A rather belated post for the week but I just returned from the UK where I defended my thesis at University College London on mobile learning in higher education. I was critiqued on a whole range of issues but a few questions that particularly stuck were how would I know (mobile) learning if I were to see it? What does it look like, particularly in a mobile context? How does it render differently in different regions? How do we design for it in light of the technologies available?
My thesis was on mobile learning in the South Korean context. With a technological infrastructure on par or exceeding that of any nation in the world, where 40% of its population enjoy a high speed, fixed Internet connection; and where there are over 111 mobile subscriptions per 100 people, South Korea enjoys an almost complete saturation of connectivity (ITU ICT, 2015). It is an environment of increasing mobility as mobile traffic accounts for 29% of all web traffic (We Are Social, 2015). 30% of the South Korean population actively using social media and 27% of the entire population doing so through mobile (2015). Along with this connectivity comes with it a local capacity for digital software, applications, and social media environments; South Koreans are accustomed to using technologies and applications developed in and for South Koreans. The sociocultural elements are baked right into the design. Further, they are used to using them at an earlier age than just about everyone:
“…Korean adolescents (ages 12–18) own their first mobile phone comparatively earlier than those in Japan, China, India, and Mexico, and 80.6% of Korean adolescents have their own mobile phone (compared to Japan, 77.3%; Mexico, 64%; China, 48.9%; and India, 30.6%). In particular, Korea shows a higher penetration rate among younger groups: 87.7% of 12-year-old Korean adolescents already use mobile phones, which far surpasses other countries (Japan, 50%; Mexico; 45.1%; China, 27.7%; and India 11.6%)” (Ok, 2011).
Smash cut to my work here at Panoply Digital, particularly in developing nations contexts. I focus much of my work on Nigeria and Tanzania. Tanzania has decent mobile penetration, at 65% feature phone to 8% smartphone; Nigeria does even better at 27% having a smartphone or reporting to have one (Pew, 2015). Yet I couldn’t conceivably approach my mobile learning design for these locales the same as I would for Nigeria or Tanzania. I have been bound by the principle to design for the greatest accessibility, the greatest penetration, the most widely available technology. I believe in that.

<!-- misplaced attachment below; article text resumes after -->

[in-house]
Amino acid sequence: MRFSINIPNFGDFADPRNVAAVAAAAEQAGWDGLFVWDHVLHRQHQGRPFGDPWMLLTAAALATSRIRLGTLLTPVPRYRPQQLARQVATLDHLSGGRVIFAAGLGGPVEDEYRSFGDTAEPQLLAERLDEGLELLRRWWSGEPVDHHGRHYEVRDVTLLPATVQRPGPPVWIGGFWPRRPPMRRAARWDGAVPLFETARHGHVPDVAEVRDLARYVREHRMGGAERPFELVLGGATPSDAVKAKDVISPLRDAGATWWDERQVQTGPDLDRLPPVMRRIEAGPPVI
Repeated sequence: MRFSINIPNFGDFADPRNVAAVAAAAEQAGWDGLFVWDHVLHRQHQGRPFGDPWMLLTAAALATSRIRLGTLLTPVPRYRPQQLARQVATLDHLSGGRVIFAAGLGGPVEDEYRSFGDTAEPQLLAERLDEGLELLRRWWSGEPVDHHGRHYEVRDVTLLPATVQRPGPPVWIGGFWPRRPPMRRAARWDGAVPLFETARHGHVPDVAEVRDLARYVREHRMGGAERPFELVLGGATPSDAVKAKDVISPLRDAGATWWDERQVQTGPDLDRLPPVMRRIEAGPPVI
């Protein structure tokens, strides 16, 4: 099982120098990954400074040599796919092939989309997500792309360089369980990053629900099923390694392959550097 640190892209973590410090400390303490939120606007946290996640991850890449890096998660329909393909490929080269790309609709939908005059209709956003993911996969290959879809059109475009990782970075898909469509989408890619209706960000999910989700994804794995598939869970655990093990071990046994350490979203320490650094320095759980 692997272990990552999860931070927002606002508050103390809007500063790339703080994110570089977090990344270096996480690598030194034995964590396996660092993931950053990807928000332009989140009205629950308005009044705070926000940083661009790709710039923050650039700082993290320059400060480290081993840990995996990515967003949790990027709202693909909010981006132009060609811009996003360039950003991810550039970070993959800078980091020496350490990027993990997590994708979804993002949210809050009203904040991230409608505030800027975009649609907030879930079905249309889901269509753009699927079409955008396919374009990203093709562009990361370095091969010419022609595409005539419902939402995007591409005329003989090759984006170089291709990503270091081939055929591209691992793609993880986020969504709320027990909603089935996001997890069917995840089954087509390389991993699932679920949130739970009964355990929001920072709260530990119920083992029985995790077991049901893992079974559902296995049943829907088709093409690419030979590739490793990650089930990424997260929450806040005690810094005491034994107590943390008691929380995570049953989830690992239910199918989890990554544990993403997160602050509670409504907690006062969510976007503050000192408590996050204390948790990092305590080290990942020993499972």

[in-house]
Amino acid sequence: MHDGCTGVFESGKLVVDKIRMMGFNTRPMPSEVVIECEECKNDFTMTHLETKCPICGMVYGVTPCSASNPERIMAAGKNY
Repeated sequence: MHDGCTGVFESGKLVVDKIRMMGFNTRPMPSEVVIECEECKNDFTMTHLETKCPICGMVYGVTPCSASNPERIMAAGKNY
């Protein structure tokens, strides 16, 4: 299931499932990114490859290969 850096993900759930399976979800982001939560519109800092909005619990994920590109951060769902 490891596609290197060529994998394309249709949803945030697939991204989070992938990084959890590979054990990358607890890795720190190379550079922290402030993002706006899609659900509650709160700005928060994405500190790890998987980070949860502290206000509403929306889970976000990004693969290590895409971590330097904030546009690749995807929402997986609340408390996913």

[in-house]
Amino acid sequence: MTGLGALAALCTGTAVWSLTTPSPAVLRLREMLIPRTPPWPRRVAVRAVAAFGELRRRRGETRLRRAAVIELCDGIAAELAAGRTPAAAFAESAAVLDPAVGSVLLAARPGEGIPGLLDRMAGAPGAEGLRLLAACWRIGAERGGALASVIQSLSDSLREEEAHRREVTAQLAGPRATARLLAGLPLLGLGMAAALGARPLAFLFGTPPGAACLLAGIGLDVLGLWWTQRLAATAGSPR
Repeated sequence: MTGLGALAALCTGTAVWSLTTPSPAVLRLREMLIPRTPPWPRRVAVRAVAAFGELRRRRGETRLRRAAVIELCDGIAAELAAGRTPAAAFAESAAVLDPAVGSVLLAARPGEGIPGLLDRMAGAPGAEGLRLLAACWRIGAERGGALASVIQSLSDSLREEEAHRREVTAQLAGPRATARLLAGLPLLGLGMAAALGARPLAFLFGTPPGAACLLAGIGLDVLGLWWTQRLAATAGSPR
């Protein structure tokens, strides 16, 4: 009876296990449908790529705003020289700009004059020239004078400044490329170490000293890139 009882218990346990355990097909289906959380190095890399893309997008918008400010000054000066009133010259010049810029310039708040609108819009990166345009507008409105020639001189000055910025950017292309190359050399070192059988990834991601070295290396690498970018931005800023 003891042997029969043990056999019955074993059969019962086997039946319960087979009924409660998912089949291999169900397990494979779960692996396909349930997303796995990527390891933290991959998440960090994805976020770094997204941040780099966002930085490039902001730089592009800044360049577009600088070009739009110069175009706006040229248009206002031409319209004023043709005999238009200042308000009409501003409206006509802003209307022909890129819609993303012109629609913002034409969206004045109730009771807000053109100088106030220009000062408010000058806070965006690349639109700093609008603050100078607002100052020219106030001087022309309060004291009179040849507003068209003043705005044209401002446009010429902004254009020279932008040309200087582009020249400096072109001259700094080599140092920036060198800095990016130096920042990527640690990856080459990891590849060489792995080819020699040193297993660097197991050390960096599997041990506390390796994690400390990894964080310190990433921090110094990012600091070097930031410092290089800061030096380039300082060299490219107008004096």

But not as an absolute. I am struck by the idea that by designing for SMS or feature phones, we are in some way baking the divide right in. South Korea is not Tanzania nor can I rightfully approach mobile learning design in the same way with either. With South Korea, the design is essentially limitless: whatever is available is fair game with the only real limitations being some sort of cultural infidelity. I could do essentially anything within cultural reason. With Tanzania, I am bound by both cultural and technological constraints. More than that, the digital divide might very well be objectified in the SMS or mobile phone design itself, as Dinuka Wijetunga suggests.
“Internet access and computing capabilities, as they have been built into the phone and described in manuals, assume prior interaction with computers and the Internet. In other words, the users envisaged by designers are already users of these ICTs who simply seek to transfer those facilities from the computer to the mobile phone. Those who do not already possess the necessary skills are thus effectively prevented from accessing them.”
This level of unfamiliarity may not be the case with Tanzania or Nigeria, where high levels of mobile phone ownership are reported. But it does raise an interesting point, particularly with the rise of cheaper smartphones and technology designed in and by those from developing nations.